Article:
Some of you are probably smiling after reading the article’s title. It’s possible that you have already made the blinker-fluid joke, or that you have even been the victim of it. This joke has become a classic in dealerships among employees to pounce on new coworkers — even the police use it to sensitize drivers who do not use their blinkers when necessary.
Thanks to my years of experience in the automotive industry, I can give you all the information you need to know about whether or not blinker fluid is real! In this article, we’ll look closely at blinker fluid and discuss all the fluids your car actually needs.
Is Blinker Fluid a Real Thing?
If we use common sense, we shouldn’t ask the question if blinker fluid is a real thing. It should be clear that blinkers don’t need a special liquid to work because they are electrically powered, and liquids and electricity do not mix.
For your blinkers to work, your battery must be charged and the bulb must be operational. It doesn’t matter if your blinker uses a traditional bulb, a LED, or a diode; the basic principle is the same for all of them.
The Origin of the Blinker Fluid Prank
It’s no secret that mechanics are big jokers who love to tease newcomers when they’re starting out in the workplace. There are several running jokes, like sending newbies out to buy left-handed screwdrivers, and in more recent times, the blinker fluid joke.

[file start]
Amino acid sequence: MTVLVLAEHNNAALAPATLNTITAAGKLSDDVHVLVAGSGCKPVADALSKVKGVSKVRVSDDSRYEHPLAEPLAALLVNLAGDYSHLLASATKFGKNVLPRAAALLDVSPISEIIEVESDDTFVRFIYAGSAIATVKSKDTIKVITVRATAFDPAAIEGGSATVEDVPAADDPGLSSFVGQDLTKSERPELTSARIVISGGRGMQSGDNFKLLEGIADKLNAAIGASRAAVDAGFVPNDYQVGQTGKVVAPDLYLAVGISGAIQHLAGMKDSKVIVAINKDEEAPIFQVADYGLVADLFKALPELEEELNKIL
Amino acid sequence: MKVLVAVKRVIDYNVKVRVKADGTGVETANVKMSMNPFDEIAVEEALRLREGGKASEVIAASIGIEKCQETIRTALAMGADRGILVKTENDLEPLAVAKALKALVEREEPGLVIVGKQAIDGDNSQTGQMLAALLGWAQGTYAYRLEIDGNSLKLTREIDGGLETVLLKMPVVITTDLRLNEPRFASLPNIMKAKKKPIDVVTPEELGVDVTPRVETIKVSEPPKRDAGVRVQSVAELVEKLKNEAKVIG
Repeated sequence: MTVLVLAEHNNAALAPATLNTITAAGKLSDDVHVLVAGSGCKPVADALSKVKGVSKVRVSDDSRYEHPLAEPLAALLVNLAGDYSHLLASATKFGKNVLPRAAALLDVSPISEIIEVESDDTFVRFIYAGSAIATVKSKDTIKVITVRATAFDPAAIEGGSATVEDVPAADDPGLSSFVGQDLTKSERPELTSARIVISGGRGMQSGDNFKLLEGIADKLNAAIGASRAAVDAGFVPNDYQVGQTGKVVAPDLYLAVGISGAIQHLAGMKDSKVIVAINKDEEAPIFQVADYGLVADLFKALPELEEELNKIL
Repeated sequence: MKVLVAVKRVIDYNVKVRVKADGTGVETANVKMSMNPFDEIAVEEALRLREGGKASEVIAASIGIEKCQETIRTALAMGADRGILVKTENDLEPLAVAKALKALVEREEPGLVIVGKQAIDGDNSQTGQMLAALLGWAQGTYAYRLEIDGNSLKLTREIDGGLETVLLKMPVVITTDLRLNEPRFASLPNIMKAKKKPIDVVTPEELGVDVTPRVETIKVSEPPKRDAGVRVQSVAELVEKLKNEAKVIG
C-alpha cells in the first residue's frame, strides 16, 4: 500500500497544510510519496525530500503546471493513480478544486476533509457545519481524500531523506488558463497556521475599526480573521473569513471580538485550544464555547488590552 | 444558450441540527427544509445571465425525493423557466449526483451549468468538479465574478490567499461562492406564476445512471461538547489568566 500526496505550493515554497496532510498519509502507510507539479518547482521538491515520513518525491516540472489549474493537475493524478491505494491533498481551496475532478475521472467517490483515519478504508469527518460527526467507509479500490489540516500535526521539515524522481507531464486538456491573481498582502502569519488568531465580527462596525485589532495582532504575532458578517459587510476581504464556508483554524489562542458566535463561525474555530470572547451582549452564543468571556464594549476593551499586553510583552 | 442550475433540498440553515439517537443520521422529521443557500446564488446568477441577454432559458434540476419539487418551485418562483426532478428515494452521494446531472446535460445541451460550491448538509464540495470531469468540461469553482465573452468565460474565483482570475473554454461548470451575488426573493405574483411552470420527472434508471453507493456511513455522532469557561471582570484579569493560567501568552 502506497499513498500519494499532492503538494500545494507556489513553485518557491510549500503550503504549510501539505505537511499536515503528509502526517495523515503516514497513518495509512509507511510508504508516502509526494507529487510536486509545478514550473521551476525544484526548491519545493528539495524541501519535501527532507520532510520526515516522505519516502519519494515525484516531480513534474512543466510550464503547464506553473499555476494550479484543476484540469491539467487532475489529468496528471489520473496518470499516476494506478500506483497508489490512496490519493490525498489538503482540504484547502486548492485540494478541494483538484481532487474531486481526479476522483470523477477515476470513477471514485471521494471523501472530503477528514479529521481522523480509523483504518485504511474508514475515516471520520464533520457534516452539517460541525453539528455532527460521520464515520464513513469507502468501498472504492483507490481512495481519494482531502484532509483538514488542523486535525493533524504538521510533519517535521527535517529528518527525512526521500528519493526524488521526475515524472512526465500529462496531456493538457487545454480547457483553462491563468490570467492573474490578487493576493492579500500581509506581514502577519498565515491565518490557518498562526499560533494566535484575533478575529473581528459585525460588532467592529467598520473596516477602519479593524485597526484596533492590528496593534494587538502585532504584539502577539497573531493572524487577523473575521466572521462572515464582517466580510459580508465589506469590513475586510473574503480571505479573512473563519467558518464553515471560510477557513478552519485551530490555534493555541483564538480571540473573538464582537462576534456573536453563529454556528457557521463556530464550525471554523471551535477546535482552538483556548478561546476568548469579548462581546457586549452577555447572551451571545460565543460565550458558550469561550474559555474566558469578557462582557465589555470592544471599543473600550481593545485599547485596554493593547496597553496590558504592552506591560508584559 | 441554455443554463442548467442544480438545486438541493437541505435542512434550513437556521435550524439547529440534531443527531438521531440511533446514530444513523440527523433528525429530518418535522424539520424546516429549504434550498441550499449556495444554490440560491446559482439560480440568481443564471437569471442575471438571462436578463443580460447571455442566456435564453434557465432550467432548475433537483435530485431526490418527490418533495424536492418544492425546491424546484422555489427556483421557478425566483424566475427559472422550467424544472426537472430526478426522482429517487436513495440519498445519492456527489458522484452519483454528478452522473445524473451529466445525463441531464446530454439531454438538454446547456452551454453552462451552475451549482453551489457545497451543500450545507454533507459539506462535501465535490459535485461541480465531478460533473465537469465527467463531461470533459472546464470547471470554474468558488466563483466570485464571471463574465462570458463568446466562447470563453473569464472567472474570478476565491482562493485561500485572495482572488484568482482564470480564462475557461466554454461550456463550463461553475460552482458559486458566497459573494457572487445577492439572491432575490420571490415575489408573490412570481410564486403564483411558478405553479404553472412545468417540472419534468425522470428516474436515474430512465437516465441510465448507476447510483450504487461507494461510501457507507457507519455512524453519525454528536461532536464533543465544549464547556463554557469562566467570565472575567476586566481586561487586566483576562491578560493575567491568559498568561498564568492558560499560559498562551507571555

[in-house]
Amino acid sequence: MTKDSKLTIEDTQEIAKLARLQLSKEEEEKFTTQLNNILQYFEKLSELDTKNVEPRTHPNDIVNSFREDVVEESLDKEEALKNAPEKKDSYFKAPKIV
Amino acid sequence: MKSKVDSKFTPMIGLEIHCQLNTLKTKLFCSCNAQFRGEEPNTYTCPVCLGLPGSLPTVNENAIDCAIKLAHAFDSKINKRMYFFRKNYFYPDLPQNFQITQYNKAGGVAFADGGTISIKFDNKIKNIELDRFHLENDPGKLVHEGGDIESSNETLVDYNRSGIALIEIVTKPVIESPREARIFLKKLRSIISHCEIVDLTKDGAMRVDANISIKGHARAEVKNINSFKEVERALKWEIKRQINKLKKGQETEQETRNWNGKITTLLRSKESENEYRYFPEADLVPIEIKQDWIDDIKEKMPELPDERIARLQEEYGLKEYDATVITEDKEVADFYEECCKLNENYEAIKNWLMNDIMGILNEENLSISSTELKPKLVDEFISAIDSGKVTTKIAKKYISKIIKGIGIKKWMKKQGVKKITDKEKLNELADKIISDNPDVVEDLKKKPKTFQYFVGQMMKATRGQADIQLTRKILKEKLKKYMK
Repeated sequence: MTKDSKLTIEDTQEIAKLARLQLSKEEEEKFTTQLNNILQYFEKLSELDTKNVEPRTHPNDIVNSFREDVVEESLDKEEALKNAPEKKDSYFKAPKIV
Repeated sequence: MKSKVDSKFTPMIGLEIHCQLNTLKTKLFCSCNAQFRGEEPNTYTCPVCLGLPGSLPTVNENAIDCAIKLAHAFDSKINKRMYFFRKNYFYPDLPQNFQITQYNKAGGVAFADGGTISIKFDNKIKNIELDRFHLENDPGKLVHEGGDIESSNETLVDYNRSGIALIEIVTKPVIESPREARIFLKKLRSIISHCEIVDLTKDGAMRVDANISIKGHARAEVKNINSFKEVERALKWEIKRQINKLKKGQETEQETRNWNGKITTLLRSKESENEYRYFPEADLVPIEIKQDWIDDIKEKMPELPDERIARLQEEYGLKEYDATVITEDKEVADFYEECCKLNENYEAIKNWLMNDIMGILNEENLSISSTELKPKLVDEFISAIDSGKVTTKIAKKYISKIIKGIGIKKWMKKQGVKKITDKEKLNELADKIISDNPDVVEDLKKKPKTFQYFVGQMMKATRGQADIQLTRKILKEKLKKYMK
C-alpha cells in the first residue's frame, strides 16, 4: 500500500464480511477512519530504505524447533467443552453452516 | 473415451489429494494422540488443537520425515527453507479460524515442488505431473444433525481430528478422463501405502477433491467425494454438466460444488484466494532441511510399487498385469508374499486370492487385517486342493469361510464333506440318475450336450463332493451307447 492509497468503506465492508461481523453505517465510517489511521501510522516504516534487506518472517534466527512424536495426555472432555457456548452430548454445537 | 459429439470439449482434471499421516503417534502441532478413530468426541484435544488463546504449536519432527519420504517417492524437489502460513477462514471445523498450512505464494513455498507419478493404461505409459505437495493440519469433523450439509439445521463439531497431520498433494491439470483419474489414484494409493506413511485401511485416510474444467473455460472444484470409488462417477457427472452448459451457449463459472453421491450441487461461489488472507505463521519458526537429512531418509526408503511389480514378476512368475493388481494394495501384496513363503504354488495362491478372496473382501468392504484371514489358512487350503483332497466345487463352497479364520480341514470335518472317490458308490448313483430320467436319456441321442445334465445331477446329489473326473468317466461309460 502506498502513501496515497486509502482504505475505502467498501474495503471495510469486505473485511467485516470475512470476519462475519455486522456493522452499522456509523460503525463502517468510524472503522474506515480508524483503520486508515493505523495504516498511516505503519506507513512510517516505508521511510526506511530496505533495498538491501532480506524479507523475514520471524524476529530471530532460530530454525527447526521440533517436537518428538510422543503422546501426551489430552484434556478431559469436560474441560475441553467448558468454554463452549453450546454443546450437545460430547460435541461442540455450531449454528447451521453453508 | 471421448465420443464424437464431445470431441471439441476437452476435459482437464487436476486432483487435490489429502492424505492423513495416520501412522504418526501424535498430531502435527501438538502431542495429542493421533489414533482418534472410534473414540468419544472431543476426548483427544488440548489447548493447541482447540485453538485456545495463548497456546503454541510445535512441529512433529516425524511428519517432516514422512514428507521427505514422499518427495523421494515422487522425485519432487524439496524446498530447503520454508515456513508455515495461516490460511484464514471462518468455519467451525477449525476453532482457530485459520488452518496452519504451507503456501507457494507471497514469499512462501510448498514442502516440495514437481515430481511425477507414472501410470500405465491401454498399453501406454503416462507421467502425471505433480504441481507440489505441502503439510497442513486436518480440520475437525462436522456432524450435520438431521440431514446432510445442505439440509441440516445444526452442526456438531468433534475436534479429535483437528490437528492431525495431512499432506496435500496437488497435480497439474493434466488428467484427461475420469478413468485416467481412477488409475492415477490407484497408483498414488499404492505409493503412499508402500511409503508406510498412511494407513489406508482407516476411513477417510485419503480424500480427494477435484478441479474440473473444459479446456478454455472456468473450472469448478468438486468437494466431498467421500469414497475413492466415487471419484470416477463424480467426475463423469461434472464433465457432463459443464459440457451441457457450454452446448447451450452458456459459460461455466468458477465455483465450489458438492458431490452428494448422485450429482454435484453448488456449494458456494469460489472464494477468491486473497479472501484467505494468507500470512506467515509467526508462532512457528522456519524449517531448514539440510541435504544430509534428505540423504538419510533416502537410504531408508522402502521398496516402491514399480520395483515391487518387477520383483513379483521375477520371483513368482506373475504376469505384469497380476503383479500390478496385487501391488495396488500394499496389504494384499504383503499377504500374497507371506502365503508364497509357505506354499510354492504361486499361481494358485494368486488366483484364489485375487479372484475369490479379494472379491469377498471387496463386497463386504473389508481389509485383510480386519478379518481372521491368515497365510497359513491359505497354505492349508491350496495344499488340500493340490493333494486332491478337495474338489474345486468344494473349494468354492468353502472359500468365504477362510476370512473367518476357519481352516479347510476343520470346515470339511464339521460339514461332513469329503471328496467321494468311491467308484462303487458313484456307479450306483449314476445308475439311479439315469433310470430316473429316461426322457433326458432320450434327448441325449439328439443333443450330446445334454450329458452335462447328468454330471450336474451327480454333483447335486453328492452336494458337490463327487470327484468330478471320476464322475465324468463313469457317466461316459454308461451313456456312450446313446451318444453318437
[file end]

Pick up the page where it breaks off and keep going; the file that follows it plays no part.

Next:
It’s hard to pinpoint exactly when the blinker joke first began circulating, but a Google search shows that it has been around at least as early as 2004. It has undoubtedly been done before, but it is unknown where it originated or who came up with it. This joker is worthy of recognition, as it has brought fun to countless people all over the world – I even learned during my research that the French police use this joke!
Places to Buy Blinker Fluid
If you want to make a joke to a coworker, family member, or friend, you won’t have any trouble finding “blinker fluid.” Of course, since blinker liquid doesn’t exist, you won’t be buying a liquid that helps improve your car’s blinkers. Still, it’s worth noting that several manufacturers sell fake blinker fluid bottles online.
The bottles they sell are usually empty; this is because it wouldn’t be a good idea for the fooled person to make a mistake and damage an element of their vehicle by adding liquid where it shouldn’t be.
If you want to find out where to get this joke accessory, all it takes is a quick search online to find several fake bottles. I’d highly recommend looking on Amazon, Walmart, ot even Etsy.
Fluids That a Car Actually Needs
Blinker fluid jokes aside, your car does need different fluids to run properly. Here is a list of the fluids that your car truly requires to run well:
1. Motor Oil
Motor oil, also known as engine oil, is used to maintain engine lubrication. There are various types of motor oil, including mineral, semi-synthetic, and synthetic. It has petroleum at its base, which is later fortified with various chemicals. In addition to helping you car’s engine run smoothly, motor oil also:
- Keeps the engine components from wearing out
- Improves the motor’s sealing
- Reduces the engine’s temperature to prevent overheating
The function of motor oil in your car is crucial, which is why you must ensure that it works well with the type of car that you have. You must also ensure that you replace your motor oil with fresh oil regularly to extend the life of your car’s engine, improve its performance, and extend the engine’s life.
In contrast to other liquids, coolant has unique properties. It boils only at extremely high temperatures but it can withstand extremely low ones as well. Because of its properties, it is sometimes called “antifreeze liquid.” It absorbs engine heat and ensures that your car’s motor runs at the correct temperature.